Until I can spec this out properly, I’ll just quote from “Unwanted Software Thoughts Syndrome”
Type Interface Definition Language (TIDL)
Originally I wrote:
An IDL that is essentially the datatype and interface parts of the full Teufel language, with an accompanying code generator. It will generate stub and skeleton code in C much like CORBA. An extension will generate skeleton code for modules in Ruby, Lua, Python, and other scripting languages, not unlike SWIG.
Instead of a Teufel language, however, it will generate C libraries using memory management under the hood but usable in C’s grab-bag of memory techniques (malloc/free, stack allocation, refcounting, etc.)
Later I wrote:
… language and parser for generating stub code in a hybrid function-oriented/object-oriented multiprocess component model …
The result will probably closely resemble XIDL, originally for
Ideally the only difference is whether the code generated has
refcounting APIs or
MPool APIs. The two projects could be unified
with a simple switch, assuming I implemented both.1
The full language will include the assertion language CDL. Implementing assertions becomes much easier when one is also generating the skeletons and stubs on both ends.
Taking some inspiration from XPCOM, one could introduce an Interface Definition Language to more easily define interfaces, declare classes, and generate function skeletons. A tool could even take an IDL representation, parse the C header files for a library, and output a complete wrapper for that library.
Rather than mimic CORBA IDL or C/C++, XIDL would represent how functions really operate across thread and process boundaries.
For example, here’s one possible function to get a substring from a string.
function substring(s: String, start: int, stop: int) => (ss: String, indexes_ok: boolean)
In the ExO runtime functions can return multiple results.2
Here the second result returns whether the indexes indicated a proper substring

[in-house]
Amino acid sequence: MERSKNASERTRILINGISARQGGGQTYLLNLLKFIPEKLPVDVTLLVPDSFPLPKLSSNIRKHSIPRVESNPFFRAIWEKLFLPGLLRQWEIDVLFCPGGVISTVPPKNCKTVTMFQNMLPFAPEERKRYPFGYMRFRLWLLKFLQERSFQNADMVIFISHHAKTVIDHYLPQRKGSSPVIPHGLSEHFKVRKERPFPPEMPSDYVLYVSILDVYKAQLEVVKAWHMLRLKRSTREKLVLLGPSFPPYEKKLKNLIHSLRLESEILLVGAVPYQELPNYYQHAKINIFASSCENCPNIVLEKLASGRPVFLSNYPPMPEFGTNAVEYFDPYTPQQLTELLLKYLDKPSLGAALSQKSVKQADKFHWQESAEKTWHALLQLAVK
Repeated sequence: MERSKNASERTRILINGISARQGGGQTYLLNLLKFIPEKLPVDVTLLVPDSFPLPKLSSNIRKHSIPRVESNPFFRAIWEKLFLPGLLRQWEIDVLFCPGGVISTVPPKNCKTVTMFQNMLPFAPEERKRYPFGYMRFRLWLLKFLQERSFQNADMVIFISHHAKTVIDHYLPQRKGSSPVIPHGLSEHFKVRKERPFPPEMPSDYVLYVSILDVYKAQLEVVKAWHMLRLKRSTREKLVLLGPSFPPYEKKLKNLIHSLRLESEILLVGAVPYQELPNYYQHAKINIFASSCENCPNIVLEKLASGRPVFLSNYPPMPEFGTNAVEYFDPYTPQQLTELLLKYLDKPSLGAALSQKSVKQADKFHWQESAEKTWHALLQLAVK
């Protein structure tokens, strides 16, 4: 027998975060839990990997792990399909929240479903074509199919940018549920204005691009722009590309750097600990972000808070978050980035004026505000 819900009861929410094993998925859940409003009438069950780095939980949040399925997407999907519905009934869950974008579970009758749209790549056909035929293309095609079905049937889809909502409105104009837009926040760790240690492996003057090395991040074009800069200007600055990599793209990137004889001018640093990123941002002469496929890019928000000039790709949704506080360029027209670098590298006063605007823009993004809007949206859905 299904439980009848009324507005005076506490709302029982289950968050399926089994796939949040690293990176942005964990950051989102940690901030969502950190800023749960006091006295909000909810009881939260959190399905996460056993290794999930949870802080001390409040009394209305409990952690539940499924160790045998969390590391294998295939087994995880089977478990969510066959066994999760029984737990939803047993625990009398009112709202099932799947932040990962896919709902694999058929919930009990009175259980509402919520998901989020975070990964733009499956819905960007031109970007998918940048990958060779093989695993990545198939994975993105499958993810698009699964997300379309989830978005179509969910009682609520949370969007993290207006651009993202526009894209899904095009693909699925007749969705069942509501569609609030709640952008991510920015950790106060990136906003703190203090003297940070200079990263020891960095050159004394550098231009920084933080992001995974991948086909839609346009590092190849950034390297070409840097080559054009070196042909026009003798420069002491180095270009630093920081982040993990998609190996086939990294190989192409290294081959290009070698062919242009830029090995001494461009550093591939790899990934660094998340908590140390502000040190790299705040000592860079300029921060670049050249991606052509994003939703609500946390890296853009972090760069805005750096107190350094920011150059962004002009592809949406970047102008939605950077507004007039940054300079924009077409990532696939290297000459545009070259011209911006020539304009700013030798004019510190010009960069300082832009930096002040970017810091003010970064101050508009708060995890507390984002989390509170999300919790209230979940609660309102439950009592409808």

start indicated a character after
In cases where there’s only one return value one can use this syntax:
function substring(s: String, start: integer, stop: integer) => String
If there’s no return value, a function (typically called a procedure) can simply omit an arrow entirely:
function set_char_at(s: Char_Buffer, index: int, value: char)
A small but complete XIDL file might look like this:
module exo.util.string is interface Char_Sequence is char_at(i: int) => char length => integer slice(start: int, stop: int) => (result: Char_Sequence, indexes_ok: boolean) slice_from(start: int) => (result: Char_Sequence, indexes_ok: boolean) slice_to(stop: int) => (result: Char_Sequence, indexes_ok: boolean) to_chars: [char] end class Char_Buffer : Char_Sequence is + new + new_copy(s: Char_Sequence) + new_with_chars(wcs: [char]) - append(c: Char_Sequence) - append_all(cs: [Char_Sequence]) - set_char_at(i: int, value: char) - to_string => String end class String : Char_Sequence is + empty + for_char(c: char) + new(s: Char_Sequence) + new_with_ascii(b: [octet]) + new_with_chars(wcs: [char]) + new_with_encoding(e: Symbol, b: [octet]) + new_with_utf8(b: [octet]) - encoding => symbol end function compare(a: Char_Sequence?, b: Char_Sequence?) => int function join(a: Char_Sequence, b: Char_Sequence) => String function join_all(args: [Char_Sequence]) => String end
] means ‘List of` x.
The syntax to specify Records and Tuples is to be determined.
Note that all “features” of an interface have their receiver
as an implicit first argument.
Constructors all have the implicit return value of a class instance.
Also, no argument may be
null unless the type is marked with a